That left him with nearly 1,700 variants that were likely to affect the protein. Of these, about 197 were predicted to be of the ‘loss-of-function’ type, meaning that the protein would either not be made at all or would be made in a radically different way.
With this list in hand, he turned to a database called OMIM (Online Mendelian Inheritance in Man), which catalogues genes associated with diseases. That left him with 40 variants. Then he focused on genes in which both copies contained a variant, because most genetic diseases require problems in both genes to have a real impact. Now his list had whittled down to 16 — a mere 0.01% of the total.
Now was the time to re-assess the evidence that each variant existed. For some variants, there were no reads supporting the variant call. The bad call came down to a bug in the variant-calling software. All in all, five reads were bad calls when the evidence was examined. Four variants were actually common, but in a way that was hard to detect. And three were also found in his wife — a healthy, unrelated individual. Those three variants are probably common and will show up in population catalogues, such as the 1000 Genomes data, as catalogues improve.
That left three variants that seemed to be real and also seemed to be in genes. Rudy has no idea what two of them mean, but one variant has been classified as pathogenic. Diseases associated with this gene include a fatal neonatal form and a late-onset form implicated with toxic build-up of metabolites in dietary protein.
To be sure, the variants that were whittled away hold medically relevant clues, but scientists have yet to piece them together. And Rudy’s detective work with the 16 variants he deemed most interesting showed how quickly intriguing signals can evaporate.
Although very similar approaches have helped to find the causes of rare, genetic diseases, we are still some way from helping healthy people routinely make medical sense of their genome, says Rudy. What a clinician needs to advise patients is very different from what the most-available tools offer. Finding and assessing variants is “still largely a research field, and tools are built by researchers who are trying to push the limits of their data,” he warns.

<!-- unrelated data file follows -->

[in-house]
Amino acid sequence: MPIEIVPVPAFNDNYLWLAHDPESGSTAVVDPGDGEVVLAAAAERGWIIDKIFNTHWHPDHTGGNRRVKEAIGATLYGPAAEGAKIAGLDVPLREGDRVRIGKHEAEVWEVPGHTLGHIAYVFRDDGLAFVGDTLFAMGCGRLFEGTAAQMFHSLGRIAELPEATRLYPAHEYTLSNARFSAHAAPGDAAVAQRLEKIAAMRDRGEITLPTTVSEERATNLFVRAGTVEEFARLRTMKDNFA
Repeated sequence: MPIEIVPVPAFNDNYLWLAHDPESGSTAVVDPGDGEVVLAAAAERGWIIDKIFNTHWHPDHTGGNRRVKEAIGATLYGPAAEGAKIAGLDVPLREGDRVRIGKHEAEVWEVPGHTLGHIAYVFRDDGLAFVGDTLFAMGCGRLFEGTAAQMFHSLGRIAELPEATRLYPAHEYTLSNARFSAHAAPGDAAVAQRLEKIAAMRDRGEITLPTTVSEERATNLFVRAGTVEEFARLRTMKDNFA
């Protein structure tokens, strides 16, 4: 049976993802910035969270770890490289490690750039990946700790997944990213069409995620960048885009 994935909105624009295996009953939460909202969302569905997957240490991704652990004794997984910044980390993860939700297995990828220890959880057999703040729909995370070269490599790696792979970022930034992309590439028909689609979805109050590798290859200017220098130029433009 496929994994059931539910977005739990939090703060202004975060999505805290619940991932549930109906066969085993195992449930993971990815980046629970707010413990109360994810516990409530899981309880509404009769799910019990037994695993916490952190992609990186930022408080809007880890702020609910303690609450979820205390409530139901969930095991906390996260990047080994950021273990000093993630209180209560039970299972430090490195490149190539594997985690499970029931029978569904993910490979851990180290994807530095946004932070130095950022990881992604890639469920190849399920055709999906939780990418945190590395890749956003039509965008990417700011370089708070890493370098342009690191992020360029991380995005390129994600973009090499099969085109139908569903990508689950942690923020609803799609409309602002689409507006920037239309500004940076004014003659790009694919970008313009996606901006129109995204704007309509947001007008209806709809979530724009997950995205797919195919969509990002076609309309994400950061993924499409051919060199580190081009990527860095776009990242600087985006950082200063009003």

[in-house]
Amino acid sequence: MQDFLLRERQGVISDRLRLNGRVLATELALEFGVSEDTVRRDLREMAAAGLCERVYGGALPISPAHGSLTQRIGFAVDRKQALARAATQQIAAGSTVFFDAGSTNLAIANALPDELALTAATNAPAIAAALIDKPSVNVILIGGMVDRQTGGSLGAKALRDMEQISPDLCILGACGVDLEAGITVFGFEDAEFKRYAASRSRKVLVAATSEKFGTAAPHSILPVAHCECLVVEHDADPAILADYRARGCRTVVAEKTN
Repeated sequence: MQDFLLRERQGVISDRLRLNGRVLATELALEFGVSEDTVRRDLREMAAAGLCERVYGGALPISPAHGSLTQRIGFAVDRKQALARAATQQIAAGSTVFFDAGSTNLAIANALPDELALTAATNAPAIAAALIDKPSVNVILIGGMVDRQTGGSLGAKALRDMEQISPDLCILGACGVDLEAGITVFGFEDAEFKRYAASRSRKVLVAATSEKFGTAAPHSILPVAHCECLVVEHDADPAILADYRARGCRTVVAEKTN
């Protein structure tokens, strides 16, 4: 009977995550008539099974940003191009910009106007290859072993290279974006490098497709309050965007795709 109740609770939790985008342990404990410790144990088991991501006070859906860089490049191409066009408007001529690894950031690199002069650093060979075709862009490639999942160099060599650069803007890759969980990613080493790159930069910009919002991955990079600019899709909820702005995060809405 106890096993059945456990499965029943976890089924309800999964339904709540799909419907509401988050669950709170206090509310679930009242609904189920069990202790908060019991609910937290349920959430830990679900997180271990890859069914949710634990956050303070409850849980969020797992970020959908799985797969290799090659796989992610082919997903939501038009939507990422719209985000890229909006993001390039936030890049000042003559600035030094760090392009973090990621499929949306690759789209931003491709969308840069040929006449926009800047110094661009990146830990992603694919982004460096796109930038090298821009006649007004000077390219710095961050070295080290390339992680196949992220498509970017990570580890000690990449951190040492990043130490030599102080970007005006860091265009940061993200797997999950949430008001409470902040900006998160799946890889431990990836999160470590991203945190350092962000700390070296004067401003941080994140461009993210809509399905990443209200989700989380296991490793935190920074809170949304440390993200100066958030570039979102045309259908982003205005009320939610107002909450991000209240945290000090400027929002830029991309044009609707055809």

But even if few people are able to make sense of their genome sequences, many more people will soon be able to obtain them, whether or not 23andMe rolls out its exome service to more people. Late last week, a company called Gene By Gene announced a direct-to-consumer sequencing service. It will sequence exomes for US$695 and whole genomes for $5,495.
The company will explicitly not provide any interpretation services, says president Bennett Greenspan. The reasoning is that providing medical advice could run afoul of the US Food and Drug Administration’s regulations. Although genomicists say that few physicians know how to deal with genetic information, Greenspan bets that there are some hospitals and physicians without access to sequencing who are willing to give it a try. “We’re not going to be the guys who will turn up our nose because a doctor wants to look at something and has three samples.”
But if experience is any guide, the quest to figure out what all the letters mean will be more difficult than finding the letters in the first place.
[Note: This post has been edited to clarify definition of research-grade exomes and low-coverage regions. It also replaces a generic image with one from Rudy’s analysis.]